Feature - Taiwan’s Tier-1 Connects Asian-Pacific
Taiwan may be small, but its contribution to the global grid effort is increasingly large. This is the message of Simon Lin, Project Director of Academia Sinica Grid Computing, the dedicated grid computing center of Taiwan’s most influential academic research institution.
Taiwan’s ASGC already plays a pivotal role: since December 2005 it has functioned as a Tier-1 Center for the Worldwide Large Hadron Collider Computing Grid, or WLCG, making it one of only eleven such centers around the globe. Tier-1 centers like the ASGC are responsible not only for maintaining their own operations, but also those of the many Tier-2 centers that depend on their services. In the case of the ASGC, these Tier-2s are becoming increasingly far-flung.
“We coordinate around 20 sites across the Asia-Pacific, and we’re keen to bring the entire Asia-Pacific into the bigger grid picture,” explains Lin. “For example, EGEE-II currently includes only Taiwan and Korea. In EGEE-III we plan to include more countries such as Australia, Japan, Singapore, Vietnam, and so on.”
Most of the ASGC’s computing strength goes towards high energy physics and biomedical applications, but Lin is also excited by the potential the grid has shown for digital archiving.
“We have an extremely rich history in Taiwan, which has led to a strong requirement for digital archiving,” he adds. “Our National Digital Archives Program has collaborated with the ASGC to fuel an advanced system for storing and managing collections from museums, archives, and the like. This is a great example of how technology can contribute in unforeseen ways.”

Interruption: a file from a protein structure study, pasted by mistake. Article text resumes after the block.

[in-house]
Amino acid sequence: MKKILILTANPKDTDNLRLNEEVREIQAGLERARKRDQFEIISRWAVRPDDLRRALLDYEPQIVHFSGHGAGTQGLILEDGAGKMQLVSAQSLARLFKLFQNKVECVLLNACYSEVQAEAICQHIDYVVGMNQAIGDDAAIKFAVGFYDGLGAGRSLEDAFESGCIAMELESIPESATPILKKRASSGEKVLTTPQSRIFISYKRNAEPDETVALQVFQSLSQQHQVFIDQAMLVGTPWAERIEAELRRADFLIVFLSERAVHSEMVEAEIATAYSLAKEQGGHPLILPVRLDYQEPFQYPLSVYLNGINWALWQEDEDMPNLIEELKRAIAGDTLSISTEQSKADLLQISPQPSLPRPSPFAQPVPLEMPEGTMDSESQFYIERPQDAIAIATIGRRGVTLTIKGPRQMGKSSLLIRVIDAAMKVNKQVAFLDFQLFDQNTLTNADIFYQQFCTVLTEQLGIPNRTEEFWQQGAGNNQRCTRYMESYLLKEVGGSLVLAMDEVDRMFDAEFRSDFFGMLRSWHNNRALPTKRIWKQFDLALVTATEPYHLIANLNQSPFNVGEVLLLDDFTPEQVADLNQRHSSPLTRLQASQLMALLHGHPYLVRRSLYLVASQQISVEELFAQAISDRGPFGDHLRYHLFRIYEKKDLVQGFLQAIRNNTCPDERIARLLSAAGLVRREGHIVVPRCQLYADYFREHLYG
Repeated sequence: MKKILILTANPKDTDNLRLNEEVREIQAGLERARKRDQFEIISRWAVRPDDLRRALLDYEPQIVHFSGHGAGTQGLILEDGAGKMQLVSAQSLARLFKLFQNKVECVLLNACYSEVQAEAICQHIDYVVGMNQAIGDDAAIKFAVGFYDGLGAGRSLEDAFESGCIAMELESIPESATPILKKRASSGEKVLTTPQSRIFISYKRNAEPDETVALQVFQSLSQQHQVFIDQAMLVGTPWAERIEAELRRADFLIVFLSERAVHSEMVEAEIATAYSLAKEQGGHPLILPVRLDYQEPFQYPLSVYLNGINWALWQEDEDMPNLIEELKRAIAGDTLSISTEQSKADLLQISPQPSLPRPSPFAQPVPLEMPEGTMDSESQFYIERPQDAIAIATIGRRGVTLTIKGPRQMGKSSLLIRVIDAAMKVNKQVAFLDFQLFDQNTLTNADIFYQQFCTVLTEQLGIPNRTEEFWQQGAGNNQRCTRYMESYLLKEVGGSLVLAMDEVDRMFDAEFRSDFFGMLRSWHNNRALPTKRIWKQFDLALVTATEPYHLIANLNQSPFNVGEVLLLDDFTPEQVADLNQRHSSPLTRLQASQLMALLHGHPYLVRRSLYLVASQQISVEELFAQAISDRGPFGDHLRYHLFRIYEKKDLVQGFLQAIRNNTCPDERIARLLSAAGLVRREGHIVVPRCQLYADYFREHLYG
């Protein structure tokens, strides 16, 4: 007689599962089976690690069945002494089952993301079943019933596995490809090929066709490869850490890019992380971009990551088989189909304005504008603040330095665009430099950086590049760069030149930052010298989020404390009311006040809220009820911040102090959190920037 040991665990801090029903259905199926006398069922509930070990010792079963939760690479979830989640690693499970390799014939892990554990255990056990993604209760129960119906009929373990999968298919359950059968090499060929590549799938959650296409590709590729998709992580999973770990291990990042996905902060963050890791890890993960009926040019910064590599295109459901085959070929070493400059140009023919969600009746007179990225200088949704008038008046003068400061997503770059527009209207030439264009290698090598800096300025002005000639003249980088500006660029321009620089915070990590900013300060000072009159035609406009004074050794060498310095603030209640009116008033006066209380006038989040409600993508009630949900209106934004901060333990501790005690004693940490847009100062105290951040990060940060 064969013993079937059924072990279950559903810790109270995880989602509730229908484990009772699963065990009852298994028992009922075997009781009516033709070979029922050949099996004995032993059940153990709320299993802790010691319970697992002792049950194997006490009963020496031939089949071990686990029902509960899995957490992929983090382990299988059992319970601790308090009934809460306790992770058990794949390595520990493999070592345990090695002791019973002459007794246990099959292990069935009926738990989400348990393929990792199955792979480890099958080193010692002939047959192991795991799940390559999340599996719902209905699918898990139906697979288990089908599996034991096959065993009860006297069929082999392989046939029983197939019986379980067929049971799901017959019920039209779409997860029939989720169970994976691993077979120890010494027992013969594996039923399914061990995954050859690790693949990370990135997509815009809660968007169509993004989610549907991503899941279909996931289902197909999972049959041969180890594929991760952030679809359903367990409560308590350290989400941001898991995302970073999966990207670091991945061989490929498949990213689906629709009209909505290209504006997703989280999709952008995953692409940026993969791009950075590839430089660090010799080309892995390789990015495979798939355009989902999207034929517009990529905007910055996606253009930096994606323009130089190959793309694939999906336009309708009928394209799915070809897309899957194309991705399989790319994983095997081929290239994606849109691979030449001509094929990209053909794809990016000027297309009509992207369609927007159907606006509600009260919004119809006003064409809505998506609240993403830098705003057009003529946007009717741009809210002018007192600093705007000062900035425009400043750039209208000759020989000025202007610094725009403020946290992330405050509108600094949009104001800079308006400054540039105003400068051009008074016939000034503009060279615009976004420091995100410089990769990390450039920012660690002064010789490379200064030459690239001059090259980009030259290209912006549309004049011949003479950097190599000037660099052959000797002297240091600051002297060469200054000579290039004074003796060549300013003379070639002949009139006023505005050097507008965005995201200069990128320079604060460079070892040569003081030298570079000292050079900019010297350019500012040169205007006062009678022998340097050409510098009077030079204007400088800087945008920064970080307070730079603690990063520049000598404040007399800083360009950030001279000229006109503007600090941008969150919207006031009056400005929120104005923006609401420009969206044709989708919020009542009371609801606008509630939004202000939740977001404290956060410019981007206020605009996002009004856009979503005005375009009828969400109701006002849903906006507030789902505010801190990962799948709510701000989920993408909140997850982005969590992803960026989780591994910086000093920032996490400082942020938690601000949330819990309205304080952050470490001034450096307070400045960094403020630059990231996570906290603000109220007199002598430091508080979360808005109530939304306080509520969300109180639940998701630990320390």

ASGC reflects the increasing internationality of the grid community.
“In the old days the ‘E’ in EGEE meant Europe,” says Lin. “Now we’re moving towards a more global presence. Science is operating on the very frontiers of human knowledge. A single country cannot overcome the challenges this brings; we must aggregate, we must pool the resources of every nation.”
The ASGC serves as a regional operation centre, providing regional and global WLCG service monitoring, virtual organization support, middleware deployment, certificate authority and user support.
“To continue to progress in this area, smaller countries like Taiwan must be opportunistic,” says Lin, discussing the success of Taiwan’s strategic thinking. “We must be more willing to try new things. By seeking out these new opportunities we can continue to make big contributions.”
- Cristy Burne, iSGTW Editor